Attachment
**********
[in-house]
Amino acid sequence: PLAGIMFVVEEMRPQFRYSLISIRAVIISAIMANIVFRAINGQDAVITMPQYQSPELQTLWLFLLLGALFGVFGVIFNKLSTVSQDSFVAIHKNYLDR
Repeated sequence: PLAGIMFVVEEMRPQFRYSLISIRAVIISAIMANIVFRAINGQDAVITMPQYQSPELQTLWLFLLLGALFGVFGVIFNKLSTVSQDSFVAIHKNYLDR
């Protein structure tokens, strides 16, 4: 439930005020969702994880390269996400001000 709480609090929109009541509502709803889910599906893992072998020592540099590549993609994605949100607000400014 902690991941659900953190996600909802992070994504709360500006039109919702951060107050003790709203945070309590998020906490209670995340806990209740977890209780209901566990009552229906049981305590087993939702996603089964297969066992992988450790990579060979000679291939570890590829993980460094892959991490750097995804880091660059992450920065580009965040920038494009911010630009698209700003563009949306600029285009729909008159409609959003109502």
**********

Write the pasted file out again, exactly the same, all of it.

[in-house]
Amino acid sequence: PLAGIMFVVEEMRPQFRYSLISIRAVIISAIMANIVFRAINGQDAVITMPQYQSPELQTLWLFLLLGALFGVFGVIFNKLSTVSQDSFVAIHKNYLDR
Repeated sequence: PLAGIMFVVEEMRPQFRYSLISIRAVIISAIMANIVFRAINGQDAVITMPQYQSPELQTLWLFLLLGALFGVFGVIFNKLSTVSQDSFVAIHKNYLDR
């Protein structure tokens, strides 16, 4: 439930005020969702994880390269996400001000 709480609090929109009541509502709803889910599906893992072998020592540099590549993609994605949100607000400014 902690991941659900953190996600909802992070994504709360500006039109919702951060107050003790709203945070309590998020906490209670995340806990209740977890209780209901566990009552229906049981305590087993939702996603089964297969066992992988450790990579060979000679291939570890590829993980460094892959991490750097995804880091660059992450920065580009965040920038494009911010630009698209700003563009949306600029285009729909008159409609959003109502």